Sunday, November 30, 2014

HOUR OF CODE

Thank you to master teacher and coding enthusiast Andrea Wilson Vazquez for this practical and inspirational guest blog on the Hour of Code. There are 452 sites in Minnesota doing an Hour of Code including 141 entire schools. 

Looking for a great way to provide people of all ages with an opportunity to try out coding this winter?  The upcoming Hour of Code as a part of Computer Science Education Week during December 8-14th could be just what you’re looking for!  

When I introduced the Hour of Code last year at the elementary school where I work, it generated a lot of excitement around coding, both from students and teachers, as it provided a great way to expose lots of students to coding in a focused and engaging way.  Many kids got really into the self-paced Angry Birds tutorials and the create-your-own Flappy Bird game on Code.org.  Some students also explored more complex coding through Khan Academy and Codecademy.  Because of the momentum generated during CS Education Week, I decided to offer regular coding opportunities for students during the school day using Scratch and App Inventor, which many students had explored during the Hour of Code.  We’re looking forward to participating in the Hour of Code again this year, and are excited about exploring additional ways we can integrate coding into learning at all grade levels.

Want to find out more?  I've put together some basic information about the Hour of Code, the reasoning behind it, and some ways you can get involved!

What is the Hour of Code?

Here's some information straight from the Hour of Code website:
"The Hour of Code is a one-hour introduction to computer science, designed to demystify code and show that anybody can learn the basics. Check out the tutorials. "
"The Hour of Code is a global movement reaching tens of millions of students in 180+ countries. Anyone, anywhere can organize an Hour of Code event. One-hour tutorials are available in over 30 languages. No experience needed. Ages 4 to 104."




The tutorials and activities are also available before and after Computer Science Education Week, so you can check them out early or go back to them at any time.  

Why participate?

The Hour of Code is a great entry point into coding.  It provides self-directed, focused, and engaging coding activities (for free!) that are accessible for all learners, from pre-literate to literate, coding beginner to coding expert, young to old, techie to non-techie.  Since the Hour of Code is self-directed, this also means that the teacher does not need to be a coding expert...in fact, it's totally OK if you've never done any coding before!  You can try it out with your students, and authentically model critical thinking, problem solving, and perseverance as you go!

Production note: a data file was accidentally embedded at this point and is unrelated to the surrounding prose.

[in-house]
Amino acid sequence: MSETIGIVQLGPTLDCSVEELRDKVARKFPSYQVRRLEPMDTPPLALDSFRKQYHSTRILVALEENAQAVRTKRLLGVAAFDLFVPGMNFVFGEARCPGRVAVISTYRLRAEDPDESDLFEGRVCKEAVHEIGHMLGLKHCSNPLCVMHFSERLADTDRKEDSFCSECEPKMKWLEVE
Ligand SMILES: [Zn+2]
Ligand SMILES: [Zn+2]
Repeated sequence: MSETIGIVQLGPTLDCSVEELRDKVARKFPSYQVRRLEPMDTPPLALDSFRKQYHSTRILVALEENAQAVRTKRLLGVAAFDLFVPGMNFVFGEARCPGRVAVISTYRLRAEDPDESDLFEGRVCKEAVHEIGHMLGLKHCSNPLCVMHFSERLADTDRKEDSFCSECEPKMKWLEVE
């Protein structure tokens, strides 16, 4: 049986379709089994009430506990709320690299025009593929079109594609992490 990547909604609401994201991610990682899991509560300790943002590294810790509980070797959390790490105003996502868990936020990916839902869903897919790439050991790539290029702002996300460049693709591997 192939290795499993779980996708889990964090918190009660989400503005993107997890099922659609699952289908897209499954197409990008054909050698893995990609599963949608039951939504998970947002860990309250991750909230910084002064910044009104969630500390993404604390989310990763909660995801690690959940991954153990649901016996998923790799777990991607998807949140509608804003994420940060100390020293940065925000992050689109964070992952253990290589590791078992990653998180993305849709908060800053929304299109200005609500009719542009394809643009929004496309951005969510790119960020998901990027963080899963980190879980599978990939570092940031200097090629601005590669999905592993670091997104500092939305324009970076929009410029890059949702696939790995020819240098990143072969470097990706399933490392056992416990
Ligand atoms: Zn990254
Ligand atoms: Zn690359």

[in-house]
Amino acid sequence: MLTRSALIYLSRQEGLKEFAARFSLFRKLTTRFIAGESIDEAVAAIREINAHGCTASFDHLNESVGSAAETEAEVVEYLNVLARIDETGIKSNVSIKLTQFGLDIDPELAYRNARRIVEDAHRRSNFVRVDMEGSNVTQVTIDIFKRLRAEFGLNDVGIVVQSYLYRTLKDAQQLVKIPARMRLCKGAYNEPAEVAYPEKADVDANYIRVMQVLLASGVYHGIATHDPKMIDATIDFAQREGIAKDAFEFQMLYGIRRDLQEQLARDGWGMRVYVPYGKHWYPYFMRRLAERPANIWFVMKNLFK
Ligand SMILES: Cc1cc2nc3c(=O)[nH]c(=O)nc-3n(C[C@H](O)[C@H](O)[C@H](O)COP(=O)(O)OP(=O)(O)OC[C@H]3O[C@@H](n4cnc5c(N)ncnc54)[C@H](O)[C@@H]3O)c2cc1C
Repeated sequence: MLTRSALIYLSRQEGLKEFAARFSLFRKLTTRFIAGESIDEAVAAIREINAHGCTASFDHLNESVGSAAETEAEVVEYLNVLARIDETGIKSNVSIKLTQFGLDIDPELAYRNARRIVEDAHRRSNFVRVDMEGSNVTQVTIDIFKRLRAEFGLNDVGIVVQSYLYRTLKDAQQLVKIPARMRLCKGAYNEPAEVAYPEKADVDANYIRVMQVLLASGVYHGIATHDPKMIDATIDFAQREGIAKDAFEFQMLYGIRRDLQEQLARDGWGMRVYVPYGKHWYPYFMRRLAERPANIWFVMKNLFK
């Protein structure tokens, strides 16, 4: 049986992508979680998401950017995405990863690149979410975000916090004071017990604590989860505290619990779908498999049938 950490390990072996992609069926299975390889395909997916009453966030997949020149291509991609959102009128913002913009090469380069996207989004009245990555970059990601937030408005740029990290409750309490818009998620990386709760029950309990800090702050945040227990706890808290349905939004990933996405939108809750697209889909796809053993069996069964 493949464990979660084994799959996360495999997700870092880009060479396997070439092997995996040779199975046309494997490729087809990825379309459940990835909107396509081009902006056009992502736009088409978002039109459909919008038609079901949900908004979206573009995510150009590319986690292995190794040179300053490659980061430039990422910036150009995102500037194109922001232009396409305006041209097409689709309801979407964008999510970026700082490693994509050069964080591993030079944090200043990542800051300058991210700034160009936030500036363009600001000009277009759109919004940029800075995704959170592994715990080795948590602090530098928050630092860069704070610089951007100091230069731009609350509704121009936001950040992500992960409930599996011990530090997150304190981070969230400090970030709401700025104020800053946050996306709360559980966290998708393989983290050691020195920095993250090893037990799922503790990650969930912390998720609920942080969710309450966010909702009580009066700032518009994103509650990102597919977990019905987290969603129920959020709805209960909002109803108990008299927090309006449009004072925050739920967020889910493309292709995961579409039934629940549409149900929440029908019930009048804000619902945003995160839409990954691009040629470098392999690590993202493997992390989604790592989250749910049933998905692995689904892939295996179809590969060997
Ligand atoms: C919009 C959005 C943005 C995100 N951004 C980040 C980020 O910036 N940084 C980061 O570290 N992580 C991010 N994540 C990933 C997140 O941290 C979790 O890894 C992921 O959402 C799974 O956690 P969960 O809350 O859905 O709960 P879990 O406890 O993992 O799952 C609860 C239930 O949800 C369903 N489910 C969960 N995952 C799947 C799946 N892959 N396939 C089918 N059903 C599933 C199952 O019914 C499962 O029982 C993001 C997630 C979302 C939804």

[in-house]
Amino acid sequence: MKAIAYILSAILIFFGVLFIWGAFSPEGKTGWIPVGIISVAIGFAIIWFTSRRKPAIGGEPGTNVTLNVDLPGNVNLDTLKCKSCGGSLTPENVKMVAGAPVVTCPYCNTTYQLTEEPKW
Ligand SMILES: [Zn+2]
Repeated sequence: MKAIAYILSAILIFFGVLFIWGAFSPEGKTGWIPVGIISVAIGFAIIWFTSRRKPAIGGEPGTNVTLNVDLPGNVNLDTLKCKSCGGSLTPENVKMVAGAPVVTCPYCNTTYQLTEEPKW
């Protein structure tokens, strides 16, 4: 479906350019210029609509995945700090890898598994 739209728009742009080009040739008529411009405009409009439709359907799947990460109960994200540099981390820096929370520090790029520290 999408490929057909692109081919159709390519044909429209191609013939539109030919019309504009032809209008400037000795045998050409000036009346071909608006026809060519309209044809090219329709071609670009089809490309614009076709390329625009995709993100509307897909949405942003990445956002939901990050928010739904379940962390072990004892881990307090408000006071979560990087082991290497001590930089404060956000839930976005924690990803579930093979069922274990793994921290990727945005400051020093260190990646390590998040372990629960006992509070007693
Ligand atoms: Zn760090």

Computer science and coding are important because they build and develop cross-curricular skills, such as critical thinking, problem solving, perseverance, and collaboration.

These skills will help prepare our students for their future careers, no matter what career they pursue.

Check out this awesome infographic created by Kodable that shares 5 reasons to teach your students to code:






How do I participate?

The best way to get started is to just get started!  Here's the link to the tutorials and activities - you can jump in and start coding right away!  No experience necessary!   You can use a tablet or computer, or go totally analog and try out some of the fun and interactive unplugged activities.

As an option, individuals can sign up for a Code.org account so that you can save your progress and make progress toward coding goals (there's an option for single sign-on with Google accounts, which is a nice option for schools with Google Apps for Education).  Teachers can also create classes to and can track students' progress from a teacher dashboard.  

Teachers, here is a link with step-by-step details on how to host an hour of code in your classroom.

Interested in getting your whole school signed up to participate, or want to support the Hour of Code in other ways?  Check out the info on the Hour of Code website.

Here are some additional resources for educators provided by Code.org.


Interested in connecting during Computer Science Education Week?  Or, to share ideas before the Hour of Code?   Let me know!   Twitter: @wilsandrea


Want to follow Andrea's school blog?  It's here, and full of fun and actionable advice for educators. 

3 comments:

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